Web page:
ASTANA – The International Monetary Fund (IMF) released its updated Regional Economic Outlook for the Caucasus and Central Asia (CCA). The document, presented April 25, indicated the economic growth in the region has slowed to a two-decade low, “owing to the large and sustained decline in commodity prices, wide-ranging spill-overs from Russia’s recession and the slowdown and rebalancing of China’s economy.”
“2016 is an historic and momentous year for the countries of the Caucasus and Central Asia –their 25th year of independence since the breakup of the Soviet Union. From rather challenging beginnings, the CCA countries have made enormous gains over the past quarter century and have much to celebrate,” according to the op-ed “Economic Shadow over CCA Anniversary Celebrations” by Juha Kähkönen, deputy director of the IMF’s Middle East and Central Asia Department, published by bne IntelliNews.
“Without a doubt, 2016 is a time for celebrating the CCA’s first 25 years of independence – and the many achievements of all these countries. But it is also a time to find ways of becoming less dependent on commodities and remittances and promoting the development of the private sector as the engine of growth. In a proud and historic year for the CCA, this will not only help to weather the current storm, but also lay the foundations for stronger growth and prosperity in the coming years,” he added.
According to the op-ed, average growth for the period from 2017-2021 is projected to be 3.7 percent, while in 2000-2014 the rate was 8.3 percent.
“Therefore, to navigate this difficult terrain successfully, the CCA countries urgently need bold policy responses,” said Kähkönen.
“For the CCA’s oil exporters, whose growth will drop from 3.2 percent in 2015 to 1.1 percent this year, the steep fall in international oil prices and spill-overs from the recession in Russia have led to cuts in public investment, a weakening of private demand and increased exchange rate and monetary policy uncertainty. Lower oil production in some countries is also weighing on the outlook. For the CCA’s oil importers, whose growth will dip from 3 percent last year to 2.6 percent in 2016, the positive impact of cheaper oil is being more than offset by lower remittances from Russia, lower demand from China for CCA-produced goods and lower prices in other commodities, such as copper, aluminium and cotton,” he added.
The report also mentioned measures that have been taken to deal with unexpected issues. One such measure is the full exchange rate flexibility, which has also been introduced in Kazakhstan. According to the source, it has been “effective in absorbing the impact on export and fiscal revenues and preserving valuable international reserves.” At the same time, however, it has created pressures on inflation and the financial sector, which is “highly dollarised and has a significant number of un-hedged borrowers and large non-performing loans from previous crises.”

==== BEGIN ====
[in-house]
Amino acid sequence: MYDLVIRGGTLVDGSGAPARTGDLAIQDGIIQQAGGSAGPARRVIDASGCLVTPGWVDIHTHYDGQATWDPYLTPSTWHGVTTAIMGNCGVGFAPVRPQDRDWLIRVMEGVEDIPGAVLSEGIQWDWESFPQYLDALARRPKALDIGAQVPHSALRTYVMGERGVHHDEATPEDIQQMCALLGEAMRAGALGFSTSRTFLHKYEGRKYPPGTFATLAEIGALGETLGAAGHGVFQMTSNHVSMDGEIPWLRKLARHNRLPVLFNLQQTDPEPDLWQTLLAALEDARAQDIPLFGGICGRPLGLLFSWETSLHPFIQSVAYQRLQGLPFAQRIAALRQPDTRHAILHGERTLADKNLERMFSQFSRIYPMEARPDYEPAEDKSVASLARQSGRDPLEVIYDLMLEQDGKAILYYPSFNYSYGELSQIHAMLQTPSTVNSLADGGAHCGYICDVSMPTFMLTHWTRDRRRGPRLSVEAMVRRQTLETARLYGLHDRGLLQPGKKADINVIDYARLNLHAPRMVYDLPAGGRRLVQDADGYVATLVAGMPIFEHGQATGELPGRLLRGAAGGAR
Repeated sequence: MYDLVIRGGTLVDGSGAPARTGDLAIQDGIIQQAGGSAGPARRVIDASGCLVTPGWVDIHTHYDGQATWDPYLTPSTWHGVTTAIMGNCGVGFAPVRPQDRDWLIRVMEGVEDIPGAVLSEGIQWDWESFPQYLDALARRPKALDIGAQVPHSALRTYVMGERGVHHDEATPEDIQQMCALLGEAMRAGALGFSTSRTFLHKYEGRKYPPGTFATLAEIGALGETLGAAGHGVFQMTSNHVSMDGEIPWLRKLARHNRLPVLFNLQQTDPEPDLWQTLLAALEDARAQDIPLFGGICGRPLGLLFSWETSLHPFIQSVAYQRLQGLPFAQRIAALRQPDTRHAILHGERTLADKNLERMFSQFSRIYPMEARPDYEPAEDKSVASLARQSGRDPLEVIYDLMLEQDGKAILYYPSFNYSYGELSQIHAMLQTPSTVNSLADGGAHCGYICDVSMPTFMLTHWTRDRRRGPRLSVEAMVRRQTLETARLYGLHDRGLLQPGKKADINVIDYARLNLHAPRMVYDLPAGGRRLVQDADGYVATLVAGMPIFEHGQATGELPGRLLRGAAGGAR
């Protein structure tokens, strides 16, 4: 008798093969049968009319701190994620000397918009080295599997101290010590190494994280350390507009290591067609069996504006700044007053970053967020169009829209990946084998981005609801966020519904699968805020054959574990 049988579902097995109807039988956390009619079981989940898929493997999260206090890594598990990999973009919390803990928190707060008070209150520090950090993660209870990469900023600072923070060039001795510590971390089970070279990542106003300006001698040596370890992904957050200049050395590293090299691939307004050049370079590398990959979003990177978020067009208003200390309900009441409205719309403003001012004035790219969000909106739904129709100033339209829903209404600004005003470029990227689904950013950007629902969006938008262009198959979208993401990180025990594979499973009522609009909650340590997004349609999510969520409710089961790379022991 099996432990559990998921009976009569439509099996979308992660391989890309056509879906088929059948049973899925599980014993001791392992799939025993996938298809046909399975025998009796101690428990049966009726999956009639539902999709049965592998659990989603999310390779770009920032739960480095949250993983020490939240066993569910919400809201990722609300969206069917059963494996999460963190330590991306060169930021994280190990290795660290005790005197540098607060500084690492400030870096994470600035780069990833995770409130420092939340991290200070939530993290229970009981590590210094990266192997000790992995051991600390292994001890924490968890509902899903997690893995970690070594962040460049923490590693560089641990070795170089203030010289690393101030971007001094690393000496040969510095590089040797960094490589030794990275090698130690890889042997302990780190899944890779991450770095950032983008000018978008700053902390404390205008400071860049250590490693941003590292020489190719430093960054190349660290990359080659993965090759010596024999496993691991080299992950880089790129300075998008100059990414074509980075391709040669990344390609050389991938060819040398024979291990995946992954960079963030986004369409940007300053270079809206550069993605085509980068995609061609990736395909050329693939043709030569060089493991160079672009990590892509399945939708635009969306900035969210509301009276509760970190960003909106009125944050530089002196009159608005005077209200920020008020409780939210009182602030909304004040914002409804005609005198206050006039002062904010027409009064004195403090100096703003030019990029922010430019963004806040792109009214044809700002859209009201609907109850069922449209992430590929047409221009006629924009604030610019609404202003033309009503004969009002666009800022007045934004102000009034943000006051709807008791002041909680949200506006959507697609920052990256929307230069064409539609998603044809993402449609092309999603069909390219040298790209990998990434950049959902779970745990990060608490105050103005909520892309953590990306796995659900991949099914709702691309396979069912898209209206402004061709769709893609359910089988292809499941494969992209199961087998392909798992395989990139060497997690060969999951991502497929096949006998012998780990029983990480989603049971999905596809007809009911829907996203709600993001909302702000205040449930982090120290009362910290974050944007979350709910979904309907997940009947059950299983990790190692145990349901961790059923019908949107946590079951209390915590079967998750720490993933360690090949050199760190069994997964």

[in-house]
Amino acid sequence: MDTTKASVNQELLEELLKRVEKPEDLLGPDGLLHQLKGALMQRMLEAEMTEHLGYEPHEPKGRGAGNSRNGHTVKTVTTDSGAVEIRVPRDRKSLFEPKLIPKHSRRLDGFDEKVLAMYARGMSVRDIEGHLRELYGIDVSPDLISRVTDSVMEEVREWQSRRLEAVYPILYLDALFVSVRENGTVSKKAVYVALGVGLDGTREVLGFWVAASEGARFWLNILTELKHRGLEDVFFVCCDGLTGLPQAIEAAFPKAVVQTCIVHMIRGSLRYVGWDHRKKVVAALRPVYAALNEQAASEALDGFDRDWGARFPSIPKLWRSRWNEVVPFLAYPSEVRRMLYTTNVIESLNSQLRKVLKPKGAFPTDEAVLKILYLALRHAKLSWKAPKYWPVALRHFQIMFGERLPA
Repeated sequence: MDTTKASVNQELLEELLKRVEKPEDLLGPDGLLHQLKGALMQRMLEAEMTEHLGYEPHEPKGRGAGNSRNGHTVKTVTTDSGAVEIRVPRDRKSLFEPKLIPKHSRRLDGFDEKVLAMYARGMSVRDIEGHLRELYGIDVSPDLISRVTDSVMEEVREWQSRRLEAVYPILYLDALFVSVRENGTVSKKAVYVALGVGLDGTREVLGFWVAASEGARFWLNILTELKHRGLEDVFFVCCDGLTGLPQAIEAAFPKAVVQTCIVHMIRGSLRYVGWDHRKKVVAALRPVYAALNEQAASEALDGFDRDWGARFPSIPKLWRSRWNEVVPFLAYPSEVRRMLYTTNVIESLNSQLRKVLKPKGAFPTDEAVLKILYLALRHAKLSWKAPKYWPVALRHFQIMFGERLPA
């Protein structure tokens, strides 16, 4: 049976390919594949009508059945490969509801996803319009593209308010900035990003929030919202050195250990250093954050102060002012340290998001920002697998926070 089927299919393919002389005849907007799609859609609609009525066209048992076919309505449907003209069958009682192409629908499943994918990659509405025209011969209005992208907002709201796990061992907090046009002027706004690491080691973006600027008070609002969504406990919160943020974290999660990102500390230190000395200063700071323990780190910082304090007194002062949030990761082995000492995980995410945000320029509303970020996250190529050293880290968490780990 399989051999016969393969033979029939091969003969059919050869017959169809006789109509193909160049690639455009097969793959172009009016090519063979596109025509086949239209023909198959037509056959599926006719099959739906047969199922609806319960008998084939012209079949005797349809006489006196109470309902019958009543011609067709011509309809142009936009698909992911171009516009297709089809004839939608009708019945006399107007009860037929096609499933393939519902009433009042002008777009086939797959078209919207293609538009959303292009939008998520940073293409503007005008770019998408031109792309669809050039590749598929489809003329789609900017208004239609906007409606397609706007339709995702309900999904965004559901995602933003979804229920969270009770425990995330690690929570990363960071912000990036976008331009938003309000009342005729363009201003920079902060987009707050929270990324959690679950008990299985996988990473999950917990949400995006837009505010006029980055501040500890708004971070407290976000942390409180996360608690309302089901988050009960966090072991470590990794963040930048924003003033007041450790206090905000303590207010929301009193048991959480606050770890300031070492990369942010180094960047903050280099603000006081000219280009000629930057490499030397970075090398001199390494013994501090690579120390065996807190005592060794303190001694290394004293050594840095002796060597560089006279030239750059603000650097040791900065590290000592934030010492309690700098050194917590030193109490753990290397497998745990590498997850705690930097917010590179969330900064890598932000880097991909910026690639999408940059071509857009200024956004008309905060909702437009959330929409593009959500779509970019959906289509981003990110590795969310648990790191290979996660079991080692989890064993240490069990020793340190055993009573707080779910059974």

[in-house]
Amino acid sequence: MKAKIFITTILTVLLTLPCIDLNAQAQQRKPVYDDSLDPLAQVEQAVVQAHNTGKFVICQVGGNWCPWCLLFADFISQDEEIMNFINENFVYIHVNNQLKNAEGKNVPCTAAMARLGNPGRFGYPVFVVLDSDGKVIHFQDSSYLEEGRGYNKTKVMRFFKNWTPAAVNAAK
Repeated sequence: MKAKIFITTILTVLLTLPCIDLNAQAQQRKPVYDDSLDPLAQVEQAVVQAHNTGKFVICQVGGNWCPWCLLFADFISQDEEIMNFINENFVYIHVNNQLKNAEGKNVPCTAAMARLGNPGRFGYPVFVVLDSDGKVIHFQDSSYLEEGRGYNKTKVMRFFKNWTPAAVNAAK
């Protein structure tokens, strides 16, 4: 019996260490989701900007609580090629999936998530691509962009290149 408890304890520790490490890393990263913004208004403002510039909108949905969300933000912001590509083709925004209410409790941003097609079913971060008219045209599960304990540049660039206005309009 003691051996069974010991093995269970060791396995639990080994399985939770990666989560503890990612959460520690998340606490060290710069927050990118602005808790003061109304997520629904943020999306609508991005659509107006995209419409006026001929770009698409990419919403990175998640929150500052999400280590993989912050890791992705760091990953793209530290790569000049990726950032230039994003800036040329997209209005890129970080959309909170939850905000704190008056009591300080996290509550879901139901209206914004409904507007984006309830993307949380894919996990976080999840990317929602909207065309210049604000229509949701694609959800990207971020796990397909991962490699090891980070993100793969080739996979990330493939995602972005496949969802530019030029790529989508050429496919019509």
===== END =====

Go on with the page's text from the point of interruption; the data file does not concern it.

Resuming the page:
Authorities have also increased fiscal spending to both soften the impact of the shocks and support economic activity, which was mentioned in the piece.
“Yet, with these shocks expected to last and with public debt projected to rise, this stance will eventually need to move toward consolidating fiscal positions in the medium term. Such plans should limit public expenditure cuts that harm long-term growth prospects and safeguard targeted social spending. Overall, it is vital for sufficient savings to be set aside for future generations and for public debt to remain on a sustainable footing,” according to the op-ed.
The IMF recommends modernising the exchange rate and monetary policy frameworks, which in essence requires replacing the exchange rate with an effective interest rate instrument as the nominal anchor.
“This should be supported by making central banks truly independent and improving their institutional capacity, transparency and accountability. It is also crucial to have clear communication on policy actions, as a lack of clarity can increase uncertainty, weaken confidence and ultimately undermine the effectiveness of policy actions,” noted the op-ed.
The opinion added the CCA region needs reforms that promote diversification away from commodities, reduce reliance on remittances, foster a competitive business environment and create jobs.
“Thanks largely to high commodity prices and strong remittance flows, living standards in the region – as measured by real GDP per capita – doubled in the past 12 years. At the much lower growth rate projected for 2017-21 and in the absence of much-needed reforms, it would take about 25 years for living standards to double again. This underscores just how critical market-enabling reforms, improvements in the quality of education, deepening of financial markets and broad-based trade integration are to improving the region’s outlook,” it stated.